The single-family zoning that dominates Seattle has priced people who aren’t rich out of most of the city’s neighborhoods, is contributing to income and racial inequality, and has forced the city’s booming population to crowd into small pockets of the city, a new planning-commission analysis concludes.
The advisory report released Monday stops short of recommending major citywide density but advocates for some mild changes that could affect districts that are mostly detached houses now. For instance, it asks for more duplexes near schools, expanding the boundaries of urban villages by a few blocks and reducing lot sizes to squeeze more homes into streets.
Like most cities, Seattle sets zoning rules that outline what can be built in different areas — from skyscrapers downtown and in South Lake Union to suburban-style homes with driveways in Magnolia and Crown Hill.
Facing historic population and housing-cost growth, the city has allowed taller buildings and more housing in some of its dense neighborhoods near transit — think central Ballard or the Junction in West Seattle.
But it’s kept single-family neighborhoods almost entirely unchanged: Residents in those areas dominate the electorate and many have been fiercely protective of keeping their neighborhoods the same, making any proposed changes there radioactive.
Now, the planning commission’s report, a year-and-a-half in the making, is the first effort from City Hall in years to tackle the single-family zoning issue here. Cities from Minneapolis to Portland to Vancouver, B.C., are moving to allow denser housing like duplexes in single-family areas.
Among the findings of the report:
• Single-family neighborhoods mostly accommodate high-income and white residents.
As the median cost of a house has soared to $750,000, “making homeownership impossible for those with modest incomes,” single-family homeowners make more than twice as much as those living in other types of housing. The household income gap between renters and homeowners has grown from $43,000 a decade ago to $65,000 now. Only one-third of single-family-zone dwellers make below the city’s median income (compared to two-thirds of people living in the rest of the city) and the disparity could widen as soaring property taxes push poorer homeowners to sell.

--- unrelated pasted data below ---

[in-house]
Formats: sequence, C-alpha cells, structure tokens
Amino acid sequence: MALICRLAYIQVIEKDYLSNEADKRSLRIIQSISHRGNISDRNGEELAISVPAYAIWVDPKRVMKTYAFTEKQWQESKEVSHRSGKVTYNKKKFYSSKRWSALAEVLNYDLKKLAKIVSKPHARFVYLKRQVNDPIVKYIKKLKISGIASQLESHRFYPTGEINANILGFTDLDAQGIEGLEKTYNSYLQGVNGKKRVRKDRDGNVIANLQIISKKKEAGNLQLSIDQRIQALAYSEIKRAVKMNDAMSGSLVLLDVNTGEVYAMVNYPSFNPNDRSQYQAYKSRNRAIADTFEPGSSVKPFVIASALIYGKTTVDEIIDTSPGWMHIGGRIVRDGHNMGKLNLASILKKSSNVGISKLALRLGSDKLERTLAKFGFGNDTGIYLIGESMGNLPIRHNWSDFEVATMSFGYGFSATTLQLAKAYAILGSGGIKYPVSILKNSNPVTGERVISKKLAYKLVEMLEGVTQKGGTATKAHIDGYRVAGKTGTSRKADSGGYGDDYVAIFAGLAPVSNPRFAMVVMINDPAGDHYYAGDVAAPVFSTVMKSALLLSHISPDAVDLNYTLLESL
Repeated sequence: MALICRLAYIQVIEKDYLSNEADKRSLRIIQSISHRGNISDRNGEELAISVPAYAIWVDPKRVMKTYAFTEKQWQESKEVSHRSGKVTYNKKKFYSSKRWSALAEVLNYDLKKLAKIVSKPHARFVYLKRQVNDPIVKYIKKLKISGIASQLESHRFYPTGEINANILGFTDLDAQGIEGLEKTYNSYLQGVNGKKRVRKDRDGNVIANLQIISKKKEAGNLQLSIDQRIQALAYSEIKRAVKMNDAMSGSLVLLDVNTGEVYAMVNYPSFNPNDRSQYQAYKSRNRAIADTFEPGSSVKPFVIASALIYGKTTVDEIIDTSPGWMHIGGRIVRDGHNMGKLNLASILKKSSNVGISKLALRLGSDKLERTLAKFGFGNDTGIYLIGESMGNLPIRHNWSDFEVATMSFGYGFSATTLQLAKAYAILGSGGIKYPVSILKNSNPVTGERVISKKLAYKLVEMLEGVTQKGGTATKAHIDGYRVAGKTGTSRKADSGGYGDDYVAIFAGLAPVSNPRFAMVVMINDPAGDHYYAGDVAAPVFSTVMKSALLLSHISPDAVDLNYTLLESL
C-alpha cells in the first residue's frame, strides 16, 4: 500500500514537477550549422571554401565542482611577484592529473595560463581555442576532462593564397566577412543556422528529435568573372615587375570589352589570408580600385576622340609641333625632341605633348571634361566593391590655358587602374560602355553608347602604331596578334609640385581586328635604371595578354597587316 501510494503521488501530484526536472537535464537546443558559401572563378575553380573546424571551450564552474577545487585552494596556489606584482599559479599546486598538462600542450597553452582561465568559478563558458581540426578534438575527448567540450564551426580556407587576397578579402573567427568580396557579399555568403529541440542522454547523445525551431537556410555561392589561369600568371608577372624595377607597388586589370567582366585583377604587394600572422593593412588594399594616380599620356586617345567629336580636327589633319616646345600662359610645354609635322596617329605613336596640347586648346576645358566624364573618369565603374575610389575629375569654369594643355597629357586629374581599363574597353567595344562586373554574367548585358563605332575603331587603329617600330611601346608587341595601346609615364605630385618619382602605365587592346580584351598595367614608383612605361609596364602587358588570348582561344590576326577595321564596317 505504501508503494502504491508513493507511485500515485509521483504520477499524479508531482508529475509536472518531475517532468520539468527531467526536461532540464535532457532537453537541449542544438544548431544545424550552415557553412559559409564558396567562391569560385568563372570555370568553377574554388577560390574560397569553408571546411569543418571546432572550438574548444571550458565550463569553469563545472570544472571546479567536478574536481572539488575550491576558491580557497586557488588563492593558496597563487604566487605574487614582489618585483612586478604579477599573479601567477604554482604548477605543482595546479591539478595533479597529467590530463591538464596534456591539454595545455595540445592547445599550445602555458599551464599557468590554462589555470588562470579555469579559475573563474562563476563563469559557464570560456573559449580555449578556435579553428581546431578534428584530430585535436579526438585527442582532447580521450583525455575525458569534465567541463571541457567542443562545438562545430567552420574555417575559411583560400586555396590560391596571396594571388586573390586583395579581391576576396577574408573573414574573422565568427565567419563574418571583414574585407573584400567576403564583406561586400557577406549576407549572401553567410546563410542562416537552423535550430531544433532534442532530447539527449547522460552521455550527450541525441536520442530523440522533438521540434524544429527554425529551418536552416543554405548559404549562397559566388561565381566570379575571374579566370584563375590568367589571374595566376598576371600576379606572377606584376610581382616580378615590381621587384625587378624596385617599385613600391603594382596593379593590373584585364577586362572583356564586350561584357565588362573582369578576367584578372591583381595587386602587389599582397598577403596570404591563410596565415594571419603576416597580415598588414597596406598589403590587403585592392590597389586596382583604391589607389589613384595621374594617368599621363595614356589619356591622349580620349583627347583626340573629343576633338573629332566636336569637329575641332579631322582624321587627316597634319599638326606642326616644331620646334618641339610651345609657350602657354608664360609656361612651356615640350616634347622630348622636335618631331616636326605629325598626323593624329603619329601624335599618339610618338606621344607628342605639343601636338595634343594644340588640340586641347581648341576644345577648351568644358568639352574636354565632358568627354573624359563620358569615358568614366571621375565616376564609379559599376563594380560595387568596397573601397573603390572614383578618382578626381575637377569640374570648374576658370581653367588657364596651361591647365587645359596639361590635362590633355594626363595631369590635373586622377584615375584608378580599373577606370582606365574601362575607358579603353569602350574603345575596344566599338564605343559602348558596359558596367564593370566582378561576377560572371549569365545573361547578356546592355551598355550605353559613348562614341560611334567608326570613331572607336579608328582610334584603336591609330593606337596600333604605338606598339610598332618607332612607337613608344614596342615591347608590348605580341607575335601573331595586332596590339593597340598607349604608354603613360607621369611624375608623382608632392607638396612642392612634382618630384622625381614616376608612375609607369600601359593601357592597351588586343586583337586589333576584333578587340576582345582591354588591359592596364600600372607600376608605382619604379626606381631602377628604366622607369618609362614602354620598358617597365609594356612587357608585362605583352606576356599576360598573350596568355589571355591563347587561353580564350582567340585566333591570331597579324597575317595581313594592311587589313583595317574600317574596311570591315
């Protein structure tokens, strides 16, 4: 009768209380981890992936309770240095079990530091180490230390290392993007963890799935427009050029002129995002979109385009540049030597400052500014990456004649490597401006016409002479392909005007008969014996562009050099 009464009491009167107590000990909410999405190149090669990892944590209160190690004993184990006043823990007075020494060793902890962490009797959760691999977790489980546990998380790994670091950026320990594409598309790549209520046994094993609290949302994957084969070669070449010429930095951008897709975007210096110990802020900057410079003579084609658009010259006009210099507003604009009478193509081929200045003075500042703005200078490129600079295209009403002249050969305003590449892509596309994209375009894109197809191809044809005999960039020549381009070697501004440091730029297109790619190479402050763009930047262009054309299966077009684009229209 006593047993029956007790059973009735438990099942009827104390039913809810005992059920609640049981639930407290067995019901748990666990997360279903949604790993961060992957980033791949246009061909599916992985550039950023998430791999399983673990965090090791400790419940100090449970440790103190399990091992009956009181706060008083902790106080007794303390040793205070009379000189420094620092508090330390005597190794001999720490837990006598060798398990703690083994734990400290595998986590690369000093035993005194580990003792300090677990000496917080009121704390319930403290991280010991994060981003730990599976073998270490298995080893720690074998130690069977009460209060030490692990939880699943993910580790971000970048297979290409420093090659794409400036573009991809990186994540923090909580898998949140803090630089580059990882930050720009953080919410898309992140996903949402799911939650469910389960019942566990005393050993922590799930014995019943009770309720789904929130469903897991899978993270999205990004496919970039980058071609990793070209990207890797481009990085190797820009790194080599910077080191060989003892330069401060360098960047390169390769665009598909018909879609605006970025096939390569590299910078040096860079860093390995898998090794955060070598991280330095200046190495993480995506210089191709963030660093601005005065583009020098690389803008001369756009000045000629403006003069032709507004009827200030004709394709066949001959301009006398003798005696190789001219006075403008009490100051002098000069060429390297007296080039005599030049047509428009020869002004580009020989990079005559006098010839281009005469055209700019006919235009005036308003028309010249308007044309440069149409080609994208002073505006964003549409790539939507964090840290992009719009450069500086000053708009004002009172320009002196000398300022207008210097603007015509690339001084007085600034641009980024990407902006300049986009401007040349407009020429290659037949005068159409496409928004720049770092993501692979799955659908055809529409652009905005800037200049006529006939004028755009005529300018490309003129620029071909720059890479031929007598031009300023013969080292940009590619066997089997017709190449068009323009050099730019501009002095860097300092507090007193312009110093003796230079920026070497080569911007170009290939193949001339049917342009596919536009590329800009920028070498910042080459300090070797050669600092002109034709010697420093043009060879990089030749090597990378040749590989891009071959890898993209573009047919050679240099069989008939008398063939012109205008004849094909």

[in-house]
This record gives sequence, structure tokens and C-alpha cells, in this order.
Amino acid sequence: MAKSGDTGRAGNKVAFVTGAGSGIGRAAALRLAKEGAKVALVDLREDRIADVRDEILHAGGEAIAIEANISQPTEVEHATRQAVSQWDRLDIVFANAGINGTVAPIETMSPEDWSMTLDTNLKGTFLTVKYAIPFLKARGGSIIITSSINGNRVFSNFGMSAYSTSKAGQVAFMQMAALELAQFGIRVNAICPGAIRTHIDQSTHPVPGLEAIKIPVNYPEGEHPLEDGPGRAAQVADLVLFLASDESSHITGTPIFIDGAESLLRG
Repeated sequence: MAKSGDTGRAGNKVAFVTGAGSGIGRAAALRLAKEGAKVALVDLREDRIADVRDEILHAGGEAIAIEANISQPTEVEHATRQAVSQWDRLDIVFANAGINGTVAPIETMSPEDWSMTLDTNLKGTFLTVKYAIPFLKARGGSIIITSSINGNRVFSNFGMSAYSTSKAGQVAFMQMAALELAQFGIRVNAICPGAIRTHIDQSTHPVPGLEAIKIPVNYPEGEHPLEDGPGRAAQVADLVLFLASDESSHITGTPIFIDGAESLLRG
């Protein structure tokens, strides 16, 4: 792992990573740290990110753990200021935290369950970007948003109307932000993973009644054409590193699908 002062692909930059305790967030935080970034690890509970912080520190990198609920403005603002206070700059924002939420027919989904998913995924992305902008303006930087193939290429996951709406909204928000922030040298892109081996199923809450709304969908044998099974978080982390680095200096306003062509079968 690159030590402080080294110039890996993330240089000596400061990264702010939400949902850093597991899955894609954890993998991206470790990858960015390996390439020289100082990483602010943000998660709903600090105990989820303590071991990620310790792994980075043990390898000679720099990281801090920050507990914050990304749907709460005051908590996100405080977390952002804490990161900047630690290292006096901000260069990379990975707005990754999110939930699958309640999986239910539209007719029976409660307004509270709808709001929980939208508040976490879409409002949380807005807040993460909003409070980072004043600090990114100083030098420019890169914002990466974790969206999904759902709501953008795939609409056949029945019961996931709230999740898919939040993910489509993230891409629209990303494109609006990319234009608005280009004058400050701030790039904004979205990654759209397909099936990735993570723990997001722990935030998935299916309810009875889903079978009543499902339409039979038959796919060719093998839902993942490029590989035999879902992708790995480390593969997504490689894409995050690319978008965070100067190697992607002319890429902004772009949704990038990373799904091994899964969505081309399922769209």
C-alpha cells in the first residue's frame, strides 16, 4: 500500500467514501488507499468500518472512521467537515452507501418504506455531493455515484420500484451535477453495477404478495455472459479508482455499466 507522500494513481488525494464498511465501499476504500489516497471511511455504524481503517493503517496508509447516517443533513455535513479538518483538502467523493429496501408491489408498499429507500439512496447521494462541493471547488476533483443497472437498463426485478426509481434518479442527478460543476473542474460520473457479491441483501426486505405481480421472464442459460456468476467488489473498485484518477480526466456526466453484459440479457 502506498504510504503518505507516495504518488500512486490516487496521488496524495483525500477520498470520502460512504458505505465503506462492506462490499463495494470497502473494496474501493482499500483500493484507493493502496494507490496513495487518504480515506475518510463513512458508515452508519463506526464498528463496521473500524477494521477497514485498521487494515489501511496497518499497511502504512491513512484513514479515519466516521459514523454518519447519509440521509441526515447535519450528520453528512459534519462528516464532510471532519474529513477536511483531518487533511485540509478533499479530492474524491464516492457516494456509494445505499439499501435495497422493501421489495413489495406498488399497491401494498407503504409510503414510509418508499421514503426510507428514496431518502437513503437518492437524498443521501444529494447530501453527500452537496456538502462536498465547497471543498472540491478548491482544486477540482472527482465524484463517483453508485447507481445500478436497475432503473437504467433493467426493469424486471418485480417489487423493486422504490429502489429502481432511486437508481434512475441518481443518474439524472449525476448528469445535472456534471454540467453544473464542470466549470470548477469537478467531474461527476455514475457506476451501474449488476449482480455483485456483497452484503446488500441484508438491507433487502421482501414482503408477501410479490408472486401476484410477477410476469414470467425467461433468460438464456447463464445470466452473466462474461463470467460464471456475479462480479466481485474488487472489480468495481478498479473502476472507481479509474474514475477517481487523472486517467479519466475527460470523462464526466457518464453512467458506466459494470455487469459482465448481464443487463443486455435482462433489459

About half of white residents in Seattle own homes — while just one-fourth of black and Hispanic residents do. The commission argues a big part of the disparity is due to redlining and racial covenants, which decades ago prevented nonwhites from living in some desirable single-family zones, making it impossible for families of color to pass homes down through generations. Current zoning “perpetuates that legacy” by allowing only expensive housing there.
Altogether, single-family zones that make up the vast majority of the city’s residential land have accommodated just 5 percent of new housing units built this decade,
• Land use is unequal, as well. Although prior analysis has pegged single-family homes as making up about two-thirds of the city’s residential land, the report says 75 percent of land available for housing is reserved for single-family lots. When looking at all land in the city — including parks, streets, schools and businesses — 35 percent is used for single-family lots, compared to 12 percent for other types of housing. The report notes this creates an equity issue for families, as well, since nearly all of the city’s schools and parks are in pricier single-family zones.
• Although concerns about “neighborhood character” aesthetics often frame debates about preserving single-family zones, buildings are in fact getting bigger in those neighborhoods.
Because developers have been tearing down smaller, older homes in favor of large new ones, the average size of a new detached house in Seattle has soared 31 percent since 1990, from 2,660 square feet to 3,487 now. Those new houses are often one or two stories taller than neighboring houses and carry a median price tag far above $1 million.
• Seattle’s housing stock is mostly either very dense (like high-rise apartments) or not at all (like a detached house). The so-called “missing middle” types in between — like duplexes, row houses and one-story apartment buildings — make up just 18 percent of all housing units.
To be continued in next week's blog.....
~Mike Rosenberg, Seattle Times